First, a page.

Buyers must dig deep to find that cream puff


September 13, 1992|By ELLEN JAMES MARTIN

Was the home you're thinking of buying dearly beloved?

The answer to that question could decide whether, as future owners, your days will be filled with costly, troublesome home repairs or whether you could coast through the next half decade with relative ease.

"Buying from someone who takes great pride in their home is like investing in blue-chip stocks," contends Lynn Creager, who sells real estate through Coldwell Banker's Phoenix-Hunt Valley office.

Fewer than a third of for-sale properties have benefited from the meticulous maintenance of their owners, real estate experts say. And the so-called "gems" are becoming fewer in number as demands on people's time increase, they say.

"We live in a fast-moving society where everything is 'hurry-up,' " says Therese Redmond, a sales manager for Century 21-Diana Realty Inc. in Bel Air. Ms. Redmond has logged 17 years in residential home sales and each year she finds fewer gems on the market.

"The dual-income family is taking away from the time people have tomaintain a home or bring it up to a higher standard," speculates Daryl Jesperson, a senior vice president for the RE/MAX International realty chain.

There are obvious signs of a "cream puff," as many agents call well-kept homes, realty specialists say. The trick is to focus on the fundamentals -- rather than getting carried away with superficial components of the property -- such as the seller's choice of furniture, draperies or other ornamentation.

One of the easiest ways for people to get sidetracked is to become emotionally committed to a property before they take a close look at the place or have a professional home inspector examine it, Mr. Jesperson contends.

Some prospective buyers are so tenacious in their emotional commitment to a particular property that they will defend it against any evidence that it's suffered poor maintenance for years, says Ms. Redmond, the Bel Air sales manager.

"They see the sizzle instead of the steak," she says.

There are some buyers who are equipped to take on a home in poor condition.

But if you're as busy as most people or wish to spend more time on the golf course than at the hardware store, you may welcome these recommendations from the experts on how to buy a gem:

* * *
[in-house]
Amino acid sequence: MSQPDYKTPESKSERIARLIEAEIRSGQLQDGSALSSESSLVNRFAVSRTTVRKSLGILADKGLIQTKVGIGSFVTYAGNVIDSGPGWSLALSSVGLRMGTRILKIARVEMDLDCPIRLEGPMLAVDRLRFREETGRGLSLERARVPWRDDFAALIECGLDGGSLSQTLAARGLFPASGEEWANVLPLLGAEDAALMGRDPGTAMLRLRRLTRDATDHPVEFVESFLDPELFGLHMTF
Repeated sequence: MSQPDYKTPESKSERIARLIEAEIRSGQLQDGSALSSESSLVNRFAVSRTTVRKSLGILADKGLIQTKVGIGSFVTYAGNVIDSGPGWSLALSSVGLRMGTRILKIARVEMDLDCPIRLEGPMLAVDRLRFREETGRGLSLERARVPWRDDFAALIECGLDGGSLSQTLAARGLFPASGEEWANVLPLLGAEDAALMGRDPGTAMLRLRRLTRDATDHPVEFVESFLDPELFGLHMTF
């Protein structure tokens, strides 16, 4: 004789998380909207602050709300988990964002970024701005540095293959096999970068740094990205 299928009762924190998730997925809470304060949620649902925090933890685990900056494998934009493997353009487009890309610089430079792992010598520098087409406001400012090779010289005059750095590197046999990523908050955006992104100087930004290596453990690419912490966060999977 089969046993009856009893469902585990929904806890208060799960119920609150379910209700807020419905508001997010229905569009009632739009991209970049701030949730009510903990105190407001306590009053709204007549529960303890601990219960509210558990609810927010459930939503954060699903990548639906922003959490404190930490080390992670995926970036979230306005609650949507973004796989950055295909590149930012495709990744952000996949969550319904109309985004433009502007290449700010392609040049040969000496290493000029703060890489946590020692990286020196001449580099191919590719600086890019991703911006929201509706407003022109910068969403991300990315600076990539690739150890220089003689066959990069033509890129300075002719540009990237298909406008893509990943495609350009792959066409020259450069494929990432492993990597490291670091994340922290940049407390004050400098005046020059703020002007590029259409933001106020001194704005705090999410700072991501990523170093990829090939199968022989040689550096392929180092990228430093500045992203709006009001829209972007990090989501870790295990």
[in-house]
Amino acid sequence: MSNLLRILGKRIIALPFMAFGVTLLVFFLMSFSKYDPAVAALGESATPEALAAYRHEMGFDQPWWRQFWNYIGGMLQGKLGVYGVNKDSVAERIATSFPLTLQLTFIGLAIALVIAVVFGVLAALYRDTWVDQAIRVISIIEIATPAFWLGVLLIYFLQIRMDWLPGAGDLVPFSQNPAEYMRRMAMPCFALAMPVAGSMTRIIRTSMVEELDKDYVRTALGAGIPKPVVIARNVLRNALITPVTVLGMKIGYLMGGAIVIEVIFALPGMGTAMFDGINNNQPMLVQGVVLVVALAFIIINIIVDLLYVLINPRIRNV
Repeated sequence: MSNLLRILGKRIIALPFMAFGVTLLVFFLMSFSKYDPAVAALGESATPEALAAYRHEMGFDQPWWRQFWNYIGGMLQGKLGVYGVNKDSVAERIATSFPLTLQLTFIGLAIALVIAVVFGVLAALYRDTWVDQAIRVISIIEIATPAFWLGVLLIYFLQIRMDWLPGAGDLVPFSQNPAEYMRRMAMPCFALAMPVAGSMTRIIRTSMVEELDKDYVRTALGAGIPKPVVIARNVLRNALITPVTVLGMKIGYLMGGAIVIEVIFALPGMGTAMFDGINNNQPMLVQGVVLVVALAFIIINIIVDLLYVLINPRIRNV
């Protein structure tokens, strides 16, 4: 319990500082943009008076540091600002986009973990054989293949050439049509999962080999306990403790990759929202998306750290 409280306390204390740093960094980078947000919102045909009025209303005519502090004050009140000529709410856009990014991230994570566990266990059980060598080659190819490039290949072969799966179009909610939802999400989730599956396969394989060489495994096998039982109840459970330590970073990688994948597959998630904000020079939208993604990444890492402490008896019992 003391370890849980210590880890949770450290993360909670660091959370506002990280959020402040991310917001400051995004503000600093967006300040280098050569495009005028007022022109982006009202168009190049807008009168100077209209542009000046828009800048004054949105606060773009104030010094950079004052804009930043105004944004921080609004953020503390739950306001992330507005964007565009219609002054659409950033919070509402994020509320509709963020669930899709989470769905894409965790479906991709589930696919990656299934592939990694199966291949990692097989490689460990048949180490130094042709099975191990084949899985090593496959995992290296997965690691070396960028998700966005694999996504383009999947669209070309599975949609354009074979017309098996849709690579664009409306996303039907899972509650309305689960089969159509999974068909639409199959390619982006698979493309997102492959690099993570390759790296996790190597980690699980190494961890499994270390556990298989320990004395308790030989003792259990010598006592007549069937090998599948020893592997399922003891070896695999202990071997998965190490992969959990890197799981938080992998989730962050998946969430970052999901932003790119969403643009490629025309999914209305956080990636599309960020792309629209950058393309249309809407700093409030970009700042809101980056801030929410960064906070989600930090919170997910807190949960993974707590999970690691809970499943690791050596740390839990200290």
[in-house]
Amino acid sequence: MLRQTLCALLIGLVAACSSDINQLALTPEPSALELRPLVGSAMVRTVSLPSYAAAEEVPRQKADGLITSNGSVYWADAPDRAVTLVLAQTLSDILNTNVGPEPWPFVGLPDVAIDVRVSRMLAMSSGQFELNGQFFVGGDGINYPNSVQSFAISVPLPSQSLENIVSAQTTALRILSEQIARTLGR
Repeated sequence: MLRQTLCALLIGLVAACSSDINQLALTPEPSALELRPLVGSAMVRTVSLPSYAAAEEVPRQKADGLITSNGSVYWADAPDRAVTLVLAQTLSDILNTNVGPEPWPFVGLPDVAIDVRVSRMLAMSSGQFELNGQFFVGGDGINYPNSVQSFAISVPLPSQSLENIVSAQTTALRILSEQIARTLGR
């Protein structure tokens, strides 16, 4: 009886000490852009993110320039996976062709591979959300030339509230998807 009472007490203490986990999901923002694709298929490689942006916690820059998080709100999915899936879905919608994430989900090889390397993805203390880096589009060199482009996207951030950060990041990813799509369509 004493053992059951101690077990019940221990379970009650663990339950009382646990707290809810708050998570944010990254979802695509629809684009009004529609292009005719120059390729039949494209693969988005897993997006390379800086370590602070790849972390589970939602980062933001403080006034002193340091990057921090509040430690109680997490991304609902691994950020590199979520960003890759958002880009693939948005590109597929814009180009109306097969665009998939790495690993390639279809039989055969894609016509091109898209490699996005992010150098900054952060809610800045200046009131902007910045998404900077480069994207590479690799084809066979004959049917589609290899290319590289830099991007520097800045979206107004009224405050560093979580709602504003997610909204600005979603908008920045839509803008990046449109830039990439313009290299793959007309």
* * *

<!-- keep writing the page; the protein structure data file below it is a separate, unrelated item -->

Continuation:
* Look for signs of affection on the part of the homeowner.

You may not be able to tell immediately that the cobwebs between the windows have been faithfully cleared or that the filters for the heating-cooling unit have been dutifully changed each month. But a doting owner will demonstrate his concern with perfectly pruned shrubbery, tight-fitting window screens not allowed to tatter, and a kitchen sink that has obviously experienced plenty of Ajax.

* Don't confuse love of family with love of house.

A property can seem warm and homey to a visitor and still have had only average to poor upkeep. Wonderful people with well-tended children can be neglectful of their properties. Don't allow yourself to be swayed by sentimental items such as homemade quilts or family photos. Check, instead, for mildew around the bathtub, gardens that have gone unweeded or gutters that have gone uncleaned.

* Look out for the "cosmetic seller."

The reality is that most sellers these days are coached by their agents on how best to prepare a property for market. They know, for instance, that their sales prospects are improved if they clean the wall-to-wall carpet.

But remember to distinguish between a seller who makes superficial pre-sale improvements and one who has been faithful to his tasks all along. Examine that carpet, for example, to see whether it was allowed to get spots in ways that even the most diligent eleventh-our cleaning couldn't remove.

* Realize that an over-improved home may well be a loved home.

Know the couple who added the fancy, all-glass family room that no one else in the neighborhood could match? Know the guy who bought top-of-the-line kitchen appliances that are the envy of others on your street?

Such people are known as "over-improvers" because it's unlikely they'll ever get their full investment out of the house when they sell. While it's bad to be an over-improver with a house on the market, it's smart to be the buyer of an over-improved property.

When you buy an over-improved house you not only get major improvements for less than 100 cents on the dollar invested by the previous owner. In all probability, you also get a home that was well maintained, because a fanatic about improvements is usually also a fanatic about repairs, Mr. Jesperson asserts.

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